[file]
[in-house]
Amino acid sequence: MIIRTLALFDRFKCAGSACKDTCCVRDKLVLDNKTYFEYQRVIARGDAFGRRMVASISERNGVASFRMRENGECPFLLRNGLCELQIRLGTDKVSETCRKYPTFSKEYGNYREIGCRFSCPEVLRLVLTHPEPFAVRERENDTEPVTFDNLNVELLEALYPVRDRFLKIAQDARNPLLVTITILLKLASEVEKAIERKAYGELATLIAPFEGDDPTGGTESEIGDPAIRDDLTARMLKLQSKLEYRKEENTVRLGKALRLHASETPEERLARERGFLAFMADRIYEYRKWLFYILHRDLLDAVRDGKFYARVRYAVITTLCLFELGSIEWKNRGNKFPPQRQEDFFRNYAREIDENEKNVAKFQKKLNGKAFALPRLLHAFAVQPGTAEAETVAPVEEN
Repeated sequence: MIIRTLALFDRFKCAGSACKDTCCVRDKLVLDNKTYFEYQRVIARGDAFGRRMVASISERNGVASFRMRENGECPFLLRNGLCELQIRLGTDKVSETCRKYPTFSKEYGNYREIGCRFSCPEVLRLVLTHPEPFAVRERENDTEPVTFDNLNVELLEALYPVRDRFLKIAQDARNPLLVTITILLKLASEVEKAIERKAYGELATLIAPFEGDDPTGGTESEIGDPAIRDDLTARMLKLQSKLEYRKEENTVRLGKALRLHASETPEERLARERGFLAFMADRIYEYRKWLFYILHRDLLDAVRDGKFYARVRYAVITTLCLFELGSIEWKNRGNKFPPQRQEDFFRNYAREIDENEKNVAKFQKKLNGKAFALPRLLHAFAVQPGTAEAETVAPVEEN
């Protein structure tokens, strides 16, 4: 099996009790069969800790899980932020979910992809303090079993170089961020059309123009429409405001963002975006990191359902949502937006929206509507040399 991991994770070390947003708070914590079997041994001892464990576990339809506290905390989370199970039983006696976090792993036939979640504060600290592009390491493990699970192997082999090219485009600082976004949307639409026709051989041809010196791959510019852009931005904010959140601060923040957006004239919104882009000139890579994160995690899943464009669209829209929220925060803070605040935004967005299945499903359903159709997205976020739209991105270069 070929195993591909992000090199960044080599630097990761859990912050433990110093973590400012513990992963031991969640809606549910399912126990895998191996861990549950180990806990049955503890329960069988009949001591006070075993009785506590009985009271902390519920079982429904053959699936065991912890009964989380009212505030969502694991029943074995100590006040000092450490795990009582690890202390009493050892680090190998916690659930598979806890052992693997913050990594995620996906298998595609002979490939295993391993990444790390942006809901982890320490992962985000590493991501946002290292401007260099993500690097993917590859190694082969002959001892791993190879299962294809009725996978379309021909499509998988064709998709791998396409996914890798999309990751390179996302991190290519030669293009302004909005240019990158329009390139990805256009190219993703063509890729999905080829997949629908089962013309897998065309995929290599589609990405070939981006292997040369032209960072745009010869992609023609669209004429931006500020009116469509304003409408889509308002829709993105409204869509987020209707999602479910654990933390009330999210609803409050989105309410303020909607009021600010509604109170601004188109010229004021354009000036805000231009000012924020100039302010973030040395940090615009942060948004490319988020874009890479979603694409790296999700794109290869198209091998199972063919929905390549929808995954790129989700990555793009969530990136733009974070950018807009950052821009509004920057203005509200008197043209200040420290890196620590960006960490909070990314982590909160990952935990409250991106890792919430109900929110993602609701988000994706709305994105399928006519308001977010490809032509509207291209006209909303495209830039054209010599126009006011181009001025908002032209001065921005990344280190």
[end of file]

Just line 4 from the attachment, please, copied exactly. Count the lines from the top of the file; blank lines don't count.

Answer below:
């Protein structure tokens, strides 16, 4: 099996009790069969800790899980932020979910992809303090079993170089961020059309123009429409405001963002975006990191359902949502937006929206509507040399 991991994770070390947003708070914590079997041994001892464990576990339809506290905390989370199970039983006696976090792993036939979640504060600290592009390491493990699970192997082999090219485009600082976004949307639409026709051989041809010196791959510019852009931005904010959140601060923040957006004239919104882009000139890579994160995690899943464009669209829209929220925060803070605040935004967005299945499903359903159709997205976020739209991105270069 070929195993591909992000090199960044080599630097990761859990912050433990110093973590400012513990992963031991969640809606549910399912126990895998191996861990549950180990806990049955503890329960069988009949001591006070075993009785506590009985009271902390519920079982429904053959699936065991912890009964989380009212505030969502694991029943074995100590006040000092450490795990009582690890202390009493050892680090190998916690659930598979806890052992693997913050990594995620996906298998595609002979490939295993391993990444790390942006809901982890320490992962985000590493991501946002290292401007260099993500690097993917590859190694082969002959001892791993190879299962294809009725996978379309021909499509998988064709998709791998396409996914890798999309990751390179996302991190290519030669293009302004909005240019990158329009390139990805256009190219993703063509890729999905080829997949629908089962013309897998065309995929290599589609990405070939981006292997040369032209960072745009010869992609023609669209004429931006500020009116469509304003409408889509308002829709993105409204869509987020209707999602479910654990933390009330999210609803409050989105309410303020909607009021600010509604109170601004188109010229004021354009000036805000231009000012924020100039302010973030040395940090615009942060948004490319988020874009890479979603694409790296999700794109290869198209091998199972063919929905390549929808995954790129989700990555793009969530990136733009974070950018807009950052821009509004920057203005509200008197043209200040420290890196620590960006960490909070990314982590909160990952935990409250991106890792919430109900929110993602609701988000994706709305994105399928006519308001977010490809032509509207291209006209909303495209830039054209010599126009006011181009001025908002032209001065921005990344280190």